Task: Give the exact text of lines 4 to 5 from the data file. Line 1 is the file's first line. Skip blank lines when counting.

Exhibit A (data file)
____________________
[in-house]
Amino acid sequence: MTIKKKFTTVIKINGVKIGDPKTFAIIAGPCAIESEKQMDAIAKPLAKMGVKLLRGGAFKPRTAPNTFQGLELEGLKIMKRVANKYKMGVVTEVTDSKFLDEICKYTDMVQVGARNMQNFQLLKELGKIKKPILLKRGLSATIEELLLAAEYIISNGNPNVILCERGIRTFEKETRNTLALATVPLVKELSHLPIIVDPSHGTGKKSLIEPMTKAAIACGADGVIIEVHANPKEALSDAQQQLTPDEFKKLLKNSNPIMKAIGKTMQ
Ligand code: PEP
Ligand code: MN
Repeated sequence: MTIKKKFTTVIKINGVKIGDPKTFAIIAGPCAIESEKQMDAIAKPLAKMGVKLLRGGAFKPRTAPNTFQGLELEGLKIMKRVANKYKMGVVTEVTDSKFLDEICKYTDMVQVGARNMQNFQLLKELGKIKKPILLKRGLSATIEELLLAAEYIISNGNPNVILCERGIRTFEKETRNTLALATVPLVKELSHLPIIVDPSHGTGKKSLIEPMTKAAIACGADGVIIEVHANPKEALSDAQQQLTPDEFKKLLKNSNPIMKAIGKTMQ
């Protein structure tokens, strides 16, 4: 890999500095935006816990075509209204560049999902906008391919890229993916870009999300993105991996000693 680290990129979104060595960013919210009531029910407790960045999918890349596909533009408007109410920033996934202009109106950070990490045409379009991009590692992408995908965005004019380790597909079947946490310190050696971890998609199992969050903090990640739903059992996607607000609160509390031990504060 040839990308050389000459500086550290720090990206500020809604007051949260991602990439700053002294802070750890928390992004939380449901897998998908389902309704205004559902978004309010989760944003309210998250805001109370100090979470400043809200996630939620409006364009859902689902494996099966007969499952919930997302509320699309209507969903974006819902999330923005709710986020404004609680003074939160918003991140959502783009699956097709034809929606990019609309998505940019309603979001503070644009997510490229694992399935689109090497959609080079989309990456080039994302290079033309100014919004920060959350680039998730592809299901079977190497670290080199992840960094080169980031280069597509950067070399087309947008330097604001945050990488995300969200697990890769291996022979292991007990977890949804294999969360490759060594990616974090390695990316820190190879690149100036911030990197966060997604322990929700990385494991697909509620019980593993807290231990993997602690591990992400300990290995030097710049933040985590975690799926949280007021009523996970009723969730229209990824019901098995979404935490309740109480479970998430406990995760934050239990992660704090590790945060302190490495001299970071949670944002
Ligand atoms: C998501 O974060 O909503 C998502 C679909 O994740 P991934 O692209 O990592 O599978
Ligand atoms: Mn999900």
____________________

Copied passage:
Ligand code: MN
Repeated sequence: MTIKKKFTTVIKINGVKIGDPKTFAIIAGPCAIESEKQMDAIAKPLAKMGVKLLRGGAFKPRTAPNTFQGLELEGLKIMKRVANKYKMGVVTEVTDSKFLDEICKYTDMVQVGARNMQNFQLLKELGKIKKPILLKRGLSATIEELLLAAEYIISNGNPNVILCERGIRTFEKETRNTLALATVPLVKELSHLPIIVDPSHGTGKKSLIEPMTKAAIACGADGVIIEVHANPKEALSDAQQQLTPDEFKKLLKNSNPIMKAIGKTMQ